In Australia, it's usually sold in 600ml cartons, and as the others have noted, in amongst the specialty & flavoured milks at the supermarket. Even our local corner shop sells it, so it can't be that uncommon - but don't look for it amongst the full size cartons that hold 1 litre or more. I use it mostly in pancakes, it gives them a lovely flavour, and I have a devil's food cake recipe somewhere that uses it too. But I've never drunk it...

In regards to cream, it something I think has become more confusing recently, as local companies have adopted terms used in other countries but they've used them for different products. Until fairly recently, the only cream you'd get in an Australian supermarket was your bog standard 'thickened cream', with 35% fat and probably some gelatine. That was pretty much it, and as a kid I was often mystified by UK recipes that specified 'single cream' and 'double cream', neither of which translated directly to our 'thickened cream'. Then came 'lite cream' - which many people found out the hard way that you can't whip - and you also have your gourmet producers (such as King Island) with their delicious and decadent "pure" creams with a fat content approaching 55% (comparable to the British clotted cream). I know many people in Australia think that when a UK recipe calls for 'double cream', it's referring to the solid, high-fat "pure cream" such as the King Island product - when in actual fact the normal supermarket 'thickened cream' is more suitable. While King Island have changed the name of their product from 'double cream' to 'pure cream' to avoid this confusion, other manufacturers still continue to use the terms 'double cream' for a thick, spoonable 50%+ fat product that is nothing like the UK 'double cream'. I've also seen local companies producing products called 'single cream', 'pouring cream', and 'double cream' but they don't seem to be the same as the products in the UK either, although I could be wrong.

But basically - if you just want to whip some cream, then your standard supermarket 'thickened cream'- with 35% fat and probably some gelatine- will be best.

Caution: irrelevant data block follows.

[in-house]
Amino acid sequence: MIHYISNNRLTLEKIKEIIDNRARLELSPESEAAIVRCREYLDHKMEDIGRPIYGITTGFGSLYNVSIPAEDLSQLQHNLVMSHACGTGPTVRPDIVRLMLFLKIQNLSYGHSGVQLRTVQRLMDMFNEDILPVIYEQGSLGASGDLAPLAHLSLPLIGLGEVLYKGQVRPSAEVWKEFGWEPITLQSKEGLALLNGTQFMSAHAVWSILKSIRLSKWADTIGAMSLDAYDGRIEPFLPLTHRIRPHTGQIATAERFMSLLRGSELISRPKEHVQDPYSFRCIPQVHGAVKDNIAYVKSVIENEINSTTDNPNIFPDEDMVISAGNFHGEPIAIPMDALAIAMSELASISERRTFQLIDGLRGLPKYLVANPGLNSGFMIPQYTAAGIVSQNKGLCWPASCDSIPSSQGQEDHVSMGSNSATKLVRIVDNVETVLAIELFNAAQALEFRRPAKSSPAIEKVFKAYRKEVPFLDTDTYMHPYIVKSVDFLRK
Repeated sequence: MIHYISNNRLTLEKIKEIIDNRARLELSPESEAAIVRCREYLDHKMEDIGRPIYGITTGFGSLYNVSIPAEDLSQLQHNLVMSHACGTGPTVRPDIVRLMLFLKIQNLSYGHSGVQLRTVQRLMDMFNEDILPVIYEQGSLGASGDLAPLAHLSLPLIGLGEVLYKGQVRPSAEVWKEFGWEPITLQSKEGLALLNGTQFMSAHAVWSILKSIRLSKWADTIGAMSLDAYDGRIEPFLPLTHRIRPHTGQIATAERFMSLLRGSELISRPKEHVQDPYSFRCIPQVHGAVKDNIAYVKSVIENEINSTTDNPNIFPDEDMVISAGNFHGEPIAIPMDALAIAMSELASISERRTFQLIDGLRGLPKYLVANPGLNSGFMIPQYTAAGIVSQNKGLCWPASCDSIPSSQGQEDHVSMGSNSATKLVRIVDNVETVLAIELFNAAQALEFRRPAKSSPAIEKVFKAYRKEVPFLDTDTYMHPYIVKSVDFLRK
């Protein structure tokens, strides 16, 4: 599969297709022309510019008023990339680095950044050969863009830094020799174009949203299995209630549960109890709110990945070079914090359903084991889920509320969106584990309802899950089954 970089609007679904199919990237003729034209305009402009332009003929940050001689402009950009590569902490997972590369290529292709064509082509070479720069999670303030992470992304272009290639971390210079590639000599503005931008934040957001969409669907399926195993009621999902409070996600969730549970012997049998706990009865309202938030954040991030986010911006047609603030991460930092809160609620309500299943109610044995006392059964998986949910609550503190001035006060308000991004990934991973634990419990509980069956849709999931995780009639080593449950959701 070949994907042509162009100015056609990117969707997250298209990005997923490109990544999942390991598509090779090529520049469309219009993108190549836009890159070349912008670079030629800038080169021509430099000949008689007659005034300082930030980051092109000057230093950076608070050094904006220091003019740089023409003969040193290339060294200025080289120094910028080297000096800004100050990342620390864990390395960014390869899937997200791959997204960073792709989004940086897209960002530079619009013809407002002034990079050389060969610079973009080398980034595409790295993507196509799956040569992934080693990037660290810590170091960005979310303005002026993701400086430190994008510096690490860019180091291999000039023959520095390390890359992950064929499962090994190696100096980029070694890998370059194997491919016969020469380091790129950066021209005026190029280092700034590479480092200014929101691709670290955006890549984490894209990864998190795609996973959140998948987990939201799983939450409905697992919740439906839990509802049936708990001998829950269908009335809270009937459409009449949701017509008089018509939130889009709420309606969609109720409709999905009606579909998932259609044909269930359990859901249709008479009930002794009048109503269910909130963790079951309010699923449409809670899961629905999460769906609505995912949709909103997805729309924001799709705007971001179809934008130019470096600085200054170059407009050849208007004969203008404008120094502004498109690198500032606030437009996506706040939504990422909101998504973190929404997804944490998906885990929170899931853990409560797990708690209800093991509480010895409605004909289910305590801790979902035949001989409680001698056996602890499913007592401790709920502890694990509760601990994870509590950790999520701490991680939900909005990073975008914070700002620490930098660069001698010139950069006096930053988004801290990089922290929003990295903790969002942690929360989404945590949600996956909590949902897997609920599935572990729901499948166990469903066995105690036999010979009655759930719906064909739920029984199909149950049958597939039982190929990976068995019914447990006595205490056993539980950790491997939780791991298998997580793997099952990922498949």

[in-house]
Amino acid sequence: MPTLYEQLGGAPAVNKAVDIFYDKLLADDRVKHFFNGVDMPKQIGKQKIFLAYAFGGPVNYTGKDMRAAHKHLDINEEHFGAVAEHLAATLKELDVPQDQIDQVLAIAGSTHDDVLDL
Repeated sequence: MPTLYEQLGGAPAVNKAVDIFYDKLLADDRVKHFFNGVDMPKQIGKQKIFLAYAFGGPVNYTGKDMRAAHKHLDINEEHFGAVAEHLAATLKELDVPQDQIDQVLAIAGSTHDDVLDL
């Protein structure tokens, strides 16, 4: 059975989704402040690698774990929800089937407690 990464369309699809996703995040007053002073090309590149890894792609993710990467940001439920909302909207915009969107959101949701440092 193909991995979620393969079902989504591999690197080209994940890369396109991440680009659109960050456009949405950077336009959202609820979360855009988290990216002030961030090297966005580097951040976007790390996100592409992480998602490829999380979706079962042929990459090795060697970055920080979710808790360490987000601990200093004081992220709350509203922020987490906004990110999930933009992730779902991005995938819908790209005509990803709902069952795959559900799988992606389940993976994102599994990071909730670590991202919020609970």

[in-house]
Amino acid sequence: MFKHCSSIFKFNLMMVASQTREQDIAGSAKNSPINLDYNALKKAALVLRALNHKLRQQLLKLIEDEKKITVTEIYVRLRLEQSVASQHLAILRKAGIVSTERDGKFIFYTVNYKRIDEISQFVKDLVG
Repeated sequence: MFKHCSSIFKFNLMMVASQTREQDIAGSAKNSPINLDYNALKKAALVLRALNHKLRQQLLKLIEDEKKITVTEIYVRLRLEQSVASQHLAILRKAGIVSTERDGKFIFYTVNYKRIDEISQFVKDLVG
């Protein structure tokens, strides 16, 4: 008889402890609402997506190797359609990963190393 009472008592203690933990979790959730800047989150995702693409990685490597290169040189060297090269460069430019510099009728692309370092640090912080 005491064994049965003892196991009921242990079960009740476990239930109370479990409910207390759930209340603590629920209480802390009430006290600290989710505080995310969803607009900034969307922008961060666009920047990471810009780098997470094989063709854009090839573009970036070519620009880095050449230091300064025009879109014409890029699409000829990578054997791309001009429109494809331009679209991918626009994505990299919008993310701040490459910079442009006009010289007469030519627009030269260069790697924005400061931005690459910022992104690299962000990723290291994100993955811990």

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In my experience with Aussie supermarket creams, there is usually a little note/picture on the package stating "for whipping" or "not suitable for whipping". That's the dummies guide, but the replies in the thread cover the more extensive explanations.


James.

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I've just come back from the supermarket and I paid special attention to the types of cream on offer. It's really a bit of a mess, because you have different local manufacturers (including Dairy Farmers, Bulla and Pauls) using the same terms for different products.

As I mentioned above, King Island Dairy produce a delicious solid cream product that is basically Australia's version of clotted cream. They used to call it 'double cream', but they changed the name to 'pure cream' to avoid confusion with the UK version of 'double cream'. But Paul's make a product called 'pure cream' which is a pouring cream, they use the term 'pure' to denote that there are no thickeners in it. So the King Island "pure cream" is a 53% solid spoonable cream, and the Paul's "pure cream" comes in a carton and is pourable. Gippsland Dairy, on the other hand, continue to use the term "double cream" for their 50%+ solid spoonable cream (ie a clotted cream analogue), while another company are using the term "double cream" for a pourable cream with 45% fat and no gelatine. And so on...

But as Broken English says - they all indicate on the label if they're suitable for whipping or not.

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I agree, read the label. It will tell you if it's suitable for whipping and/or suitable for cooking. I've never had a problem whipping cream that says it's suitable for doing so. We don't have a half and half and I am mystified by its use in our North American brethren's posts (Shalmanese above seems to have the answer having lived in both countries).


Nick Reynolds, aka "nickrey"

"The Internet is full of false information." Plato
My eG Foodblog

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I've just come back from the supermarket and I paid special attention to the types of cream on offer. It's really a bit of a mess, because you have different local manufacturers (including Dairy Farmers, Bulla and Pauls) using the same terms for different products.

Glad it isn't just me.

In my experience with Aussie supermarket creams, there is usually a little note/picture on the package stating "for whipping" or "not suitable for whipping". That's the dummies guide, but the replies in the thread cover the more extensive explanations.

So I guess I need to take my reading glasses along... :hmmm:


It's almost never bad to feed someone.

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It's also maybe a little disturbing to sort through all the different creams and find only one, maybe at most two, that are just cream. Not cream loaded up with bone goo or vegetable gums or any other things. I understand that these additives are not the devil, but maybe I just want cream.


Chris Taylor

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I've never met an animal I didn't enjoy with salt and pepper.